People from the city do not know how to be at our funerals. I pity them. You see, they do not throw themselves to the ground and mourn and cry out their voices hoarse. They do not know how to cry loud and sing out their emotions like we in the village. They cover their eyes with big black glasses and mop gently under them with clean white handkerchiefs that eventually become wet with lines of brown black and other shades of rich colors. Some use tissues in tiny packets that leave particles on the faces, as if to show evidence that behind the dark glasses tears emerged. Some use the wet kinds that wipe away their complexion so at the end of it, it is difficult to recognize them. That is how they cry for our dead.
They are shocked at how we wail. They look on in amused wonder whenever there is the arrival of a distant –close relative who starts wailing at the gate and everyone who knows them leaves whatever they were at to join the new mourner so she wouldn’t cry alone. Sometimes they are so moved when the family joins they bare their eyes to see properly.
When night falls I usually want to help them all. They do not understand our discomatanga (the music that is played throughout the night by the local DJ to help people keep vigil and encourage donations). The DJ is usually at pains to please the city folk. They keep forgetting where they are for all the times they keep demanding for songs we have never heard. Songs we can’t dance to because we can’t sing along. They dance funny these people. My best friend had problems with her hip bone the next morning after a night of city moves. Some have been to so many of our funerals they bring along DVDs of their music and give to the DJ early enough, he, usually reluctant at first will say yes after his pockets receive the blessed encouragement and a promise of bitter water later. When they are tired and sleepy, they start to complain at the lack of nice places to spend the night and the in-disciplined mosquitoes.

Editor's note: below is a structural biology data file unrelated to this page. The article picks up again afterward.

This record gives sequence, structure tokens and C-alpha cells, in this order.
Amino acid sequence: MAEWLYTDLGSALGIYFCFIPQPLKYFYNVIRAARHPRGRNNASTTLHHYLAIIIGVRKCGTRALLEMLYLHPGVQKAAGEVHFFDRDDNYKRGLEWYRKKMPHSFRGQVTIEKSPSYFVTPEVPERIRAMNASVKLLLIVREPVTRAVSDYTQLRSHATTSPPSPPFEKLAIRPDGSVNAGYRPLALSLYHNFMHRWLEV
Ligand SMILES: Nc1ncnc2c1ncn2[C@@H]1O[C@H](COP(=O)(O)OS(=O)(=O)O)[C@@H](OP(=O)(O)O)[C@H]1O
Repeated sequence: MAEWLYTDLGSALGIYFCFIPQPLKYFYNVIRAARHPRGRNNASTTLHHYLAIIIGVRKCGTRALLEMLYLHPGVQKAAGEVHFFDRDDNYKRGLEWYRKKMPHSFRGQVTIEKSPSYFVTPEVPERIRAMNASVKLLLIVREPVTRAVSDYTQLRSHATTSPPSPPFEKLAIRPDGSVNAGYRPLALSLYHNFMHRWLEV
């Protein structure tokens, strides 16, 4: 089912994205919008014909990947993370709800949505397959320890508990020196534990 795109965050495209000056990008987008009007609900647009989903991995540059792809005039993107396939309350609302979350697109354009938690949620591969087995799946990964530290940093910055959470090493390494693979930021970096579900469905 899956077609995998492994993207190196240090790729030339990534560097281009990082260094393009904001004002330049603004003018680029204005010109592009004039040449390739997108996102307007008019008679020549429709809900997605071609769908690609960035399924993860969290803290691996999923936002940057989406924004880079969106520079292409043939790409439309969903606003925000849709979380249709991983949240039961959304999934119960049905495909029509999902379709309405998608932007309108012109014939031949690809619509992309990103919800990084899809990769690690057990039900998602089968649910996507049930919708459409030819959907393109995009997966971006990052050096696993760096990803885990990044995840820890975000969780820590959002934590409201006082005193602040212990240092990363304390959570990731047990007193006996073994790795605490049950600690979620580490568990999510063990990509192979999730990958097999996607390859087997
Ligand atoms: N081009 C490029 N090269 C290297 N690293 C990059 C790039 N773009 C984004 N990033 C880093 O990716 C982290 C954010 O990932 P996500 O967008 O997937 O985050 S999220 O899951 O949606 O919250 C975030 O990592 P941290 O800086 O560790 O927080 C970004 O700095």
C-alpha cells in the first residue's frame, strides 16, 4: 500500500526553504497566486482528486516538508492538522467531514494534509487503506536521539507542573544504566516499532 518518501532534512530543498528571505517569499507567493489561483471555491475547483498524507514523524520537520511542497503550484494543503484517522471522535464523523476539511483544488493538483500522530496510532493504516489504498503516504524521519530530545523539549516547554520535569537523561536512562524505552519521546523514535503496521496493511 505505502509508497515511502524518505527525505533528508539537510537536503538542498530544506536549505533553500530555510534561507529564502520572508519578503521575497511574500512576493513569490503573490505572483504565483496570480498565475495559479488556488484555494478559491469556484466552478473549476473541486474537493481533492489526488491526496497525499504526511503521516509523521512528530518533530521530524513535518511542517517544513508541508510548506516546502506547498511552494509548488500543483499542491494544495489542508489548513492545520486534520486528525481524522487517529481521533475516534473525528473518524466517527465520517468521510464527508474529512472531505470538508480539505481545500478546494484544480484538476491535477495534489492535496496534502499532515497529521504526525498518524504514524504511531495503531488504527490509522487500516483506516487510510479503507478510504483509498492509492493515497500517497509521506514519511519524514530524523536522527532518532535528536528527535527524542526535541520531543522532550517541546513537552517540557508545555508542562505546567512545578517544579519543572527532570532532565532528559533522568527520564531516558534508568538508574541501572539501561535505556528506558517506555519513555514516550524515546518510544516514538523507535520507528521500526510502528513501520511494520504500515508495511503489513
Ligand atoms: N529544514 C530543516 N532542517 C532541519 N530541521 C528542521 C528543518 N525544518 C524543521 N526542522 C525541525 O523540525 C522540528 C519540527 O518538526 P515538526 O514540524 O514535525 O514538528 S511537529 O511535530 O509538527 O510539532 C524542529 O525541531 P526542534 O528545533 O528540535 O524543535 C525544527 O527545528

Oh then the pit latrines. Their children get in naked. They remove all their clothes and leave them outside so the smells won’t stick. They go when the need is super close so they spend the least time in there. Our water from the stream and river even the one we get from far away at the mission well makes them sick. They bring their own water from the city. We call it funeral water. When they leave, they reward us with the bottles that we pick from our shambas. The plastic is not good for the soil.
At the service, they put on the very tight trousers, the kind the ushers have strict orders from the priest to not allow us in if we come dressed in. The city people are not sent back. They are sweetly led in. They have reserved seats next to the bereaved family. The priest asks for the other Offertory box. The one that can’t allow entry of coins but a rolled note, he looks on as the city people with clothes about to burst offer their city notes. They make noise in church, walk out to pick calls and with their huge phones take pictures of everything. I will never know if city churches allow that.
I love how they speak of the dead. Most are usually relatives they saw last when they could barely talk before they moved to the city. When they speak it is as if they’ve lived with them their entire lives in the village. They speak beautiful English. I listen carefully hoping to learn. Most of it however I can’t remember for it got stuck somewhere between their noses and throats. Villagers are amazed and eager to please them so they throw about English words in their own tributes.
City people bring to the village nice t-shirts with an image of the deceased. They ask the poor villagers (who have been there for the dead throughout his/her life and even took care of them when sick) to spend their hard-earned savings on them. They will not offer them for free even to show gratitude. They say buying, producing and transporting them were expensive. The villagers look at the lovely shirts from a far with desire so deep in their eyes it looks like tears. The city people go back to the city with the remaining t-shirts. I will never know what they go to do with them.
After the burial, city people are happy. They can finally go back. The githeri and chunks of beef from cows slaughtered in the village had started to bore them and make the skinny ones fat, the already fat ones complained it was unhealthy for the whole time they kept calculating the calories. They ask the villagers to give them maize, fruits and vegetables to take to the city. They do not pay for them for the villagers have big shambas they won’t feel it, they are too expensive in the big city stores the city people say. Village people are relieved; they can finally have quiet peace.